Bali governor Made Mangku Pastika has issued a circular, outlawing the dog meat trade on the island, effective immediately.
The move comes after mounting pressure from the international community to ban the trade following an investigation by Animals Australia, revealing the brutal capturing and killing of Bali’s dogs, as well as the health concerns related to eating meat from dogs that may have been poisoned.
The governor’s circular, effectively a decree banning the trade, was sent to officials in all of Bali’s regencies on Tuesday night, Animals Australia told Coconuts Bali in an email on Wednesday.
In addition to putting an end to the dog meat trade, the letter also orders three other things: data collection about dog meat sales; community education and outreach programs; and also, discussion about swapping the sale of dog meat for another meat. The last point, presumably directed at vendors who make their livelihoods of the sale of “RW,” as it is called in Bali.
Coconuts Bali has reached out to Bali Province and is awaiting comment on the circular.
“This is a momentous decision by Governor Pastika that will not only spare many thousands of dogs from terrible suffering but will help to restore the positive relationship the Balinese people have enjoyed with their unique heritage dogs for centuries,” Animals Australia’s Chief Investigator Lyn White said in a release shared with Coconuts Bali.
An undercover reporter infiltrated the underground dog meat trade on the island for four months, demonstrating in an investigation broadcast last month by Australia’s “ABC” how holiday-goers in Bali are unwittingly eating dog meat, as well as the cruelty in the capturing and slaughtering of dogs for meat—not to mention the health risks posed, as some of them are killed using cyanide.
Local officials from Bali’s government said they found no definitive proof that tourists were being served dog meat following the Australian investigation, with one regency’s tourism office even saying the dog meat trade controversy was just “lies” to tarnish Bali’s image, but it seems Bali’s biggest priority is keeping its reputation clean and appeasing potential international tourists.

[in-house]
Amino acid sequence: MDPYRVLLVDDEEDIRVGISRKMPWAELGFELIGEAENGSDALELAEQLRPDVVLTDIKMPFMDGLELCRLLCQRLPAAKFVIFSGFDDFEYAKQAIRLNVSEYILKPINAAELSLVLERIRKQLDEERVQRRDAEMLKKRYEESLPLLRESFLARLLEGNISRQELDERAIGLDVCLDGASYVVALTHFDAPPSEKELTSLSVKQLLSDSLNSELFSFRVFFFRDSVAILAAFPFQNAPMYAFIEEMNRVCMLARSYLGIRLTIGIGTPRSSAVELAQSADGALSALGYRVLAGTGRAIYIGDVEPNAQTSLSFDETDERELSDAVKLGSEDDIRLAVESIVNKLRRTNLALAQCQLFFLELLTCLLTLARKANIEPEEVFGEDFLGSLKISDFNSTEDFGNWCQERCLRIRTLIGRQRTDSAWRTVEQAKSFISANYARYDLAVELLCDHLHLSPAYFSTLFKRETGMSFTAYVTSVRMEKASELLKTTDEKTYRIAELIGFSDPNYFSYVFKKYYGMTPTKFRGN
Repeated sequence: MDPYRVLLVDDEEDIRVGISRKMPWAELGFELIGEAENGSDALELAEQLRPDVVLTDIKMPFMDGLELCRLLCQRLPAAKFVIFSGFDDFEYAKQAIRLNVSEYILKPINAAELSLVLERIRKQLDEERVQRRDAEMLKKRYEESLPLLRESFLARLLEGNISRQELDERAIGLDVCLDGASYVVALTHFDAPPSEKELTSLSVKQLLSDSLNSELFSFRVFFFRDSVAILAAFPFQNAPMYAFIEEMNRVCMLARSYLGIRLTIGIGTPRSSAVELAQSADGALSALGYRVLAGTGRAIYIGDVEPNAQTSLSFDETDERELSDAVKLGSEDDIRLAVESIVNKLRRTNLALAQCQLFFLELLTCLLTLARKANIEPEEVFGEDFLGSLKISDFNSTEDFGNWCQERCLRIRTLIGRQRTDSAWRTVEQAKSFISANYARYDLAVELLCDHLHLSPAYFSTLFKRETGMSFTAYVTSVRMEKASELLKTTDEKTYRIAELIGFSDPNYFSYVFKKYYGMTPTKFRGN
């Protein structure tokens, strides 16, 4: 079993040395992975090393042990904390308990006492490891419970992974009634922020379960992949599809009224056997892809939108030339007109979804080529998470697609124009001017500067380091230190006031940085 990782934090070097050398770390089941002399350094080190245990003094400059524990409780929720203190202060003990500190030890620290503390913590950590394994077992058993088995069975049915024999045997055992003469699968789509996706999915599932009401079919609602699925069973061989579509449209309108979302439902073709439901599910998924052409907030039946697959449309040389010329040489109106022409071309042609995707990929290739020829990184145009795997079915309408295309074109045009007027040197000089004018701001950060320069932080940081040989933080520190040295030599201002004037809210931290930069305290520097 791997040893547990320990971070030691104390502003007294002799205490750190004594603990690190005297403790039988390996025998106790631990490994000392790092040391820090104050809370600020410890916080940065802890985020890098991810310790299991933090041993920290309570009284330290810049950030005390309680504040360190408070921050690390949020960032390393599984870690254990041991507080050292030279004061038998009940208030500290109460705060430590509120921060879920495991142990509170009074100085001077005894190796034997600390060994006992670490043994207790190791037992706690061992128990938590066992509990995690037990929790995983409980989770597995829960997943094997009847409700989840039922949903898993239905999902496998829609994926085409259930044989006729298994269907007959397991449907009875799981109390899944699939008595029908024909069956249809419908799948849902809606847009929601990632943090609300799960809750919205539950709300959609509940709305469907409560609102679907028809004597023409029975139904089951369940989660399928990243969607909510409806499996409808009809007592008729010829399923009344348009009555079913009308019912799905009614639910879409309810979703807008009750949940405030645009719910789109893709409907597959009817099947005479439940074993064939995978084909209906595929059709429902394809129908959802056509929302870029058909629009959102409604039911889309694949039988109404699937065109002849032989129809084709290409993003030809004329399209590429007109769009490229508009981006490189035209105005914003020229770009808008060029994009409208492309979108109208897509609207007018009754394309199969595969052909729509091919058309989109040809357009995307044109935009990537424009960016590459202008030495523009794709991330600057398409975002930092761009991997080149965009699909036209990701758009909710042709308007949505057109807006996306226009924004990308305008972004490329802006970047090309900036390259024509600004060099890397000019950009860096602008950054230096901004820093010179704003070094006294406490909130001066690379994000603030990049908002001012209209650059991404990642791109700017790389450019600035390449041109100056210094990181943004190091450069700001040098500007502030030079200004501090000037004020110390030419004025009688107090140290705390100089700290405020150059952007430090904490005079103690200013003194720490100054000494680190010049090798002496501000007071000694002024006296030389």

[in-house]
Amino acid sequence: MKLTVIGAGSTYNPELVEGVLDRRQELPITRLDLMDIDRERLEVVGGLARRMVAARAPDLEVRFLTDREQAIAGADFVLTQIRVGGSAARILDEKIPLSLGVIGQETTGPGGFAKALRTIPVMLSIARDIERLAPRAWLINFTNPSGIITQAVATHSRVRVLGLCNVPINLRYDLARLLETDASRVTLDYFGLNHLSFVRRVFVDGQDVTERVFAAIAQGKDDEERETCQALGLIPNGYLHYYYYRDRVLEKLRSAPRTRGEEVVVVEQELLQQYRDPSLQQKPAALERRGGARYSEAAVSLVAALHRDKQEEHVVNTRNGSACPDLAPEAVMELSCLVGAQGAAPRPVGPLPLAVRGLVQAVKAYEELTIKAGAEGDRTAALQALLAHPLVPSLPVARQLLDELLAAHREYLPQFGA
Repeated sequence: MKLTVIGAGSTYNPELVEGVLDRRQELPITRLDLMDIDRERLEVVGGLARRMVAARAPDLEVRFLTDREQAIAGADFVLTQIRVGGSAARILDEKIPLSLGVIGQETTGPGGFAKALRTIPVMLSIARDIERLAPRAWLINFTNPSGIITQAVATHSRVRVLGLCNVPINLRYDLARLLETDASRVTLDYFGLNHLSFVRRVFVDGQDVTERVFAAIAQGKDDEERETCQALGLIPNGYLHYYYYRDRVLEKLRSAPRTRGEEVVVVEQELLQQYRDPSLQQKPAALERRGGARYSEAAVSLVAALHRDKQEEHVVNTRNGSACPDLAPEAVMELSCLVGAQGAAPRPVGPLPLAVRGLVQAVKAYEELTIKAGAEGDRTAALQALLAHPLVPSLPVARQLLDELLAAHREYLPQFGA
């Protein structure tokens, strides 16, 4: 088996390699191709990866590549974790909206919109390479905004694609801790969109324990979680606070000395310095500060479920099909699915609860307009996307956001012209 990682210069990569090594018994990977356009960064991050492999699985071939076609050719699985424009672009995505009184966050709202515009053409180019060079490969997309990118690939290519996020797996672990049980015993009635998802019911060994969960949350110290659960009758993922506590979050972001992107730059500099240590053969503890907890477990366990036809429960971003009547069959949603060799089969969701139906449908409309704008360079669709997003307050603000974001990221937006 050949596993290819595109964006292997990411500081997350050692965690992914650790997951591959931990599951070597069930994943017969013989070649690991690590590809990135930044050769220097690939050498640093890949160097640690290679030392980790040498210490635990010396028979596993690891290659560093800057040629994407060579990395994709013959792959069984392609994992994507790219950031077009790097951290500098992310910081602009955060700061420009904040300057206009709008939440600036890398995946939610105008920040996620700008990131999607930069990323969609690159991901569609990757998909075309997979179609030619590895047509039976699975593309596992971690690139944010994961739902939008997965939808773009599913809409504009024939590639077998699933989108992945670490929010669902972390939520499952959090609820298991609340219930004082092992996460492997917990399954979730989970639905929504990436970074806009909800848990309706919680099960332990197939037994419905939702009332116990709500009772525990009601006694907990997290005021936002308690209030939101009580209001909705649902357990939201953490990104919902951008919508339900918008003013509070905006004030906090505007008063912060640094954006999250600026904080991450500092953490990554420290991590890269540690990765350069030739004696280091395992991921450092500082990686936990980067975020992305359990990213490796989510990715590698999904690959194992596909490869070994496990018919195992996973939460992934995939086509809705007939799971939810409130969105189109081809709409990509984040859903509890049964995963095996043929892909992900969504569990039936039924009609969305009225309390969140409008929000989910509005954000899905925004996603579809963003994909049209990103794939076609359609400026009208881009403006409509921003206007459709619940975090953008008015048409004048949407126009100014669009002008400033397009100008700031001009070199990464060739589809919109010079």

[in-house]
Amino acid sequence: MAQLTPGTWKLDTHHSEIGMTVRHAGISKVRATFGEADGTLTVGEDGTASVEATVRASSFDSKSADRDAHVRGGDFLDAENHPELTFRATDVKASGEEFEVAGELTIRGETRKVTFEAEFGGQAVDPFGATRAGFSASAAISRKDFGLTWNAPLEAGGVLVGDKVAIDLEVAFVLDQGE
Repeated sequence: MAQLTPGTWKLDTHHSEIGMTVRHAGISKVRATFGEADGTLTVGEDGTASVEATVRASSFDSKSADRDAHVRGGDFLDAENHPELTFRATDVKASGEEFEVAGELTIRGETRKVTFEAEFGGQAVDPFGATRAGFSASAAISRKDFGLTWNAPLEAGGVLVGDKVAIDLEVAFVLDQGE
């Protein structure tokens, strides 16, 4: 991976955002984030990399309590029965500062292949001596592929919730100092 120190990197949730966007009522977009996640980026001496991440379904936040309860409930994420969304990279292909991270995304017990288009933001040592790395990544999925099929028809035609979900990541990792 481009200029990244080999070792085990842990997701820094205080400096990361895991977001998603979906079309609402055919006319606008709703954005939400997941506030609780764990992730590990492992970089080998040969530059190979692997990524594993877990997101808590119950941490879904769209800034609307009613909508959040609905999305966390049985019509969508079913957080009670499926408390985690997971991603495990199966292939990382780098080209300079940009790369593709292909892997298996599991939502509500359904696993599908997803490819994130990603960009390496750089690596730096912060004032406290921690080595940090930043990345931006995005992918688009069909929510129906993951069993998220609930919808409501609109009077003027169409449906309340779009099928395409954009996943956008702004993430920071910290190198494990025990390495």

An online petition launched immediately after the investigation, urging Bali’s governor to totally ban the dog meat trade, has over 172,000 signatures to date from concerned netizens around the globe.
“People from around the world have expressed their distress and concern for Bali’s dogs. We applaud the Governor for listening and taking the decisive action needed to bring about positive change.”
The investigation ultimately lead to a summit held on July 11, sponsored by Animals Australia, facilitated by Bali’s Udayana University, and attended by health professionals, tourism agencies, community members, business leaders, and government officials. The summit ended up being “hailed” as a breakthrough, issuing key recommendations on how Bali’s provincial government approach the dog trade.
“We are really pleased to have been able to build important relationships with senior government officials. Animals Australia’s willingness to be part of the solution for dogs in Bali has helped generate the goodwill needed to act on the trade.
“Dog eating is not a Balinese practice – it was fueled by a small group who came to the island in the 1970’s to work in the hospitality industry. For thousands of years, Bali’s dogs have lived peacefully in villages with locals — it is our hope that they will soon be able to do so again,” said White.
Animals Australia says it is basing staff in Bali to help ease the government’s transition of ending the dog meat trade.
“While fueled by a small section of the community, the dog meat trade has been increasing rapidly in Bali, so the government’s decision comes at a critical time. It’s a more than appropriate response to a trade that involves significant animal cruelty, presents a serious human health risk, and undermines rabies eradication programs,” White said.
See the circular, in its entirety below. We have been informed that the governor’s office has made a typo on the circular’s date, which should read July 26.